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J Biol Chem. 2008 May 9;283(19):13021-30. doi: 10.1074/jbc.M709698200. Epub 2008 Mar 13.

Mammalian target of rapamycin contributes to the acquired apoptotic resistance of human mesothelioma multicellular spheroids.

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  • 1Lung Biology Center, San Francisco General Hospital, University of California, San Francisco, California 94110, USA.

Abstract

When grown as three-dimensional structures, tumor cells can acquire an additional multicellular resistance to apoptosis that may mimic the chemoresistance found in solid tumors. We developed a multicellular spheroid model of malignant mesothelioma to investigate molecular mechanisms of acquired apoptotic resistance. We found that mesothelioma cell lines, when grown as multicellular spheroids, acquired resistance to a variety of apoptotic stimuli, including combinations of tumor necrosis factor-related apoptosis-inducing ligand (TRAIL), ribotoxic stressors, histone deacetylase, and proteasome inhibitors, that were highly effective against mesothelioma cells when grown as monolayers. Inhibitors of the phosphatidylinositol 3-kinase/Akt/mammalian target of rapamycin (mTOR) pathway, particularly rapamycin, blocked much of the acquired resistance of the spheroids, suggesting a key role for mTOR. Knockdown by small interference RNA of S6K, a major downstream target of mTOR, reproduced the effect of rapamycin, thereby confirming the role of mTOR and of S6K in the acquired resistance of three dimensional spheroids. Rapamycin or S6K knockdown increased TRAIL-induced caspase-8 cleavage in spheroids, suggesting initially that mTOR inhibited apoptosis by actions at the death receptor pathway; however, isolation of the apoptotic pathways by means of Bid knockdown ablated this effect showing that mTOR actually controls a step distal to Bid, probably at the level of the mitochondria. In sum, mTOR and S6K contribute to the apoptotic resistance of mesothelioma cells in three-dimensional, not in two-dimensional, cultures. The three-dimensional model may reflect a more clinically relevant in vitro setting in which mTOR exhibits anti-apoptotic properties.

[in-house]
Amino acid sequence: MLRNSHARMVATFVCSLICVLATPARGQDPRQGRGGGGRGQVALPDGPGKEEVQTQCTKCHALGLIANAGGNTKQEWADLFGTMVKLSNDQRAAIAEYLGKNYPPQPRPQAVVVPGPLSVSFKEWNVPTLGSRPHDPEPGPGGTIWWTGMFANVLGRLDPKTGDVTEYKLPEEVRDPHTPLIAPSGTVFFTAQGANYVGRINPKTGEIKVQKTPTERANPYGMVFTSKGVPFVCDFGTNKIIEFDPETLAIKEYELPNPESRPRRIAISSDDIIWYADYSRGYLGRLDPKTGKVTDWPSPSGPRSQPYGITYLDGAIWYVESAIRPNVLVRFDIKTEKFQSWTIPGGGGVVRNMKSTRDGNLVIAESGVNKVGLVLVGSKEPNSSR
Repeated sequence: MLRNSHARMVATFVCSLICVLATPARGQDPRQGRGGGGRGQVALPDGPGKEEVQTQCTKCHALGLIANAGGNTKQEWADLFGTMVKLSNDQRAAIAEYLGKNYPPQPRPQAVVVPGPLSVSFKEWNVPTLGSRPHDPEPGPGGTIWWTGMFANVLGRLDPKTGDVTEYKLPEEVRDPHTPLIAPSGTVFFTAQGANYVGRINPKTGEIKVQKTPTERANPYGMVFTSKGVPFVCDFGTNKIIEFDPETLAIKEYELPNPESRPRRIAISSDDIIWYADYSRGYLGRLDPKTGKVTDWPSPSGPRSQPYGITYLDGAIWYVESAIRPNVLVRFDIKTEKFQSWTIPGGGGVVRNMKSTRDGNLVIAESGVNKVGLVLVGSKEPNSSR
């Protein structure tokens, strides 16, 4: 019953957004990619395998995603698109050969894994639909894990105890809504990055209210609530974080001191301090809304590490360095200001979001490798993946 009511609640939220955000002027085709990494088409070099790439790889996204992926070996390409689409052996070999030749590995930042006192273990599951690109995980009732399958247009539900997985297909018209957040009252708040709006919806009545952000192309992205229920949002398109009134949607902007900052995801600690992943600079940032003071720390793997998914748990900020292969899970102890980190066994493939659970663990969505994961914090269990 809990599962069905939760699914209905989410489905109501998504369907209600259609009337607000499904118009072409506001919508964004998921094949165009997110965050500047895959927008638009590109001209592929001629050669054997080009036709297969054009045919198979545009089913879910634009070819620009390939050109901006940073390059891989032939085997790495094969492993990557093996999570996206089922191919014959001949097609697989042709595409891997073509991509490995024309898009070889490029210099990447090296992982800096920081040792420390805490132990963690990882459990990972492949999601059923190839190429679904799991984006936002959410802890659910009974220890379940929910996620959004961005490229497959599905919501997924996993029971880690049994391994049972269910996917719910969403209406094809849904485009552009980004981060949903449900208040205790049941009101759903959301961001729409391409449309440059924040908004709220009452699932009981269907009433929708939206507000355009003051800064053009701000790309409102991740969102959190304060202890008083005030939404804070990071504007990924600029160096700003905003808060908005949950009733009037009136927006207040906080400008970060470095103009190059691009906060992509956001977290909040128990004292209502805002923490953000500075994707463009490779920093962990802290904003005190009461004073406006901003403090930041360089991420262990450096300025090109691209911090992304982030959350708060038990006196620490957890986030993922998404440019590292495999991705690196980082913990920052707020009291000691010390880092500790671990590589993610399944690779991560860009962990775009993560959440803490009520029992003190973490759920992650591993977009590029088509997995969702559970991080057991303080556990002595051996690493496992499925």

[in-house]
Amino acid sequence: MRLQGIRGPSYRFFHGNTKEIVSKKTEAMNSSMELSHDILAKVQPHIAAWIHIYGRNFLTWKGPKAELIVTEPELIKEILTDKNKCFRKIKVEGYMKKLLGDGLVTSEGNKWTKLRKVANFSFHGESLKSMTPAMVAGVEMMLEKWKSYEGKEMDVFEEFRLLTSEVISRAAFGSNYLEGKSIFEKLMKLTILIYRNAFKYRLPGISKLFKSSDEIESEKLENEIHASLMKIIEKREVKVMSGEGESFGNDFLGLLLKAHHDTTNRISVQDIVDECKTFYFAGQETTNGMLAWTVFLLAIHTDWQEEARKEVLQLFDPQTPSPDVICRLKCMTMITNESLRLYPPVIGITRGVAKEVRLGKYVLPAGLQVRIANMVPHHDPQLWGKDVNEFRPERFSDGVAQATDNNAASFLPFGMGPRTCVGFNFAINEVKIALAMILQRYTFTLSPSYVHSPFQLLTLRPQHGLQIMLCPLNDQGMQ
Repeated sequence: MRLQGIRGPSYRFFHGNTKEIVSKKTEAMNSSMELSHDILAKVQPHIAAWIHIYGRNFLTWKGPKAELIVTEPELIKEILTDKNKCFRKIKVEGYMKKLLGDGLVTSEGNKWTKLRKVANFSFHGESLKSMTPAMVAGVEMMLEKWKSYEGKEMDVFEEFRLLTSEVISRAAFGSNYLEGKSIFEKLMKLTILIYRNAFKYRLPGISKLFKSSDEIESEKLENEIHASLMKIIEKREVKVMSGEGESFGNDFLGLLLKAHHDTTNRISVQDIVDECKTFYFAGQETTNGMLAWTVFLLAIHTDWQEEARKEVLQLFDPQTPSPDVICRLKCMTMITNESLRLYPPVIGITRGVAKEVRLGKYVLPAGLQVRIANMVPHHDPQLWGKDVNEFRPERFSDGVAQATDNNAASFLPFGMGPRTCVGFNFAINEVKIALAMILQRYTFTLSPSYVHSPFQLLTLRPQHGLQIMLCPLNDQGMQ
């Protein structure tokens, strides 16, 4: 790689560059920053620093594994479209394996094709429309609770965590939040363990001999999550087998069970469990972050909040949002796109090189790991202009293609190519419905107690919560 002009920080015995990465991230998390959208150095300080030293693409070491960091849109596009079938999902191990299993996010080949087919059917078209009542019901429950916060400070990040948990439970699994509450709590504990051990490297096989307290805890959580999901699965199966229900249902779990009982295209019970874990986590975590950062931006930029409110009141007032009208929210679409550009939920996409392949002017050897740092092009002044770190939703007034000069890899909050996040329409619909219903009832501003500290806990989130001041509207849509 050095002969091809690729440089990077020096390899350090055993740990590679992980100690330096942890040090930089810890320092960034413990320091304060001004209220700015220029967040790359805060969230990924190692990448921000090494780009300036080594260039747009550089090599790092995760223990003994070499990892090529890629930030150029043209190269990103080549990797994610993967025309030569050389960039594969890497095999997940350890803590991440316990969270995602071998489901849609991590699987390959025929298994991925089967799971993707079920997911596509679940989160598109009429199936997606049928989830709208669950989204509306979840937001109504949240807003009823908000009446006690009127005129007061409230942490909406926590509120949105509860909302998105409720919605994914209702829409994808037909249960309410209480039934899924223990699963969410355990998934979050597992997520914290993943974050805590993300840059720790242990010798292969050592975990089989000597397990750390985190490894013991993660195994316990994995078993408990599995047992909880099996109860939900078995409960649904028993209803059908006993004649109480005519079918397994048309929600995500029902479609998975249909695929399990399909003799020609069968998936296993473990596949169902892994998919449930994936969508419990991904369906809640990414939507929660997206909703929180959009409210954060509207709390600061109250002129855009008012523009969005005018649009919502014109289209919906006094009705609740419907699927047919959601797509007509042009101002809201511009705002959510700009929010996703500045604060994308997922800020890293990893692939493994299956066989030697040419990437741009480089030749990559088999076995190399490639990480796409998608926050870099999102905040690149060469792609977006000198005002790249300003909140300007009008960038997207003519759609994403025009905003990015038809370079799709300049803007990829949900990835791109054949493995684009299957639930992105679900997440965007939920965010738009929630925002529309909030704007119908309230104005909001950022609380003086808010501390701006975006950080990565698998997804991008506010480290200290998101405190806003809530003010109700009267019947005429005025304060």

PMID:
18339627
[PubMed - indexed for MEDLINE]
PMCID:
PMC2442321
Free PMC Article
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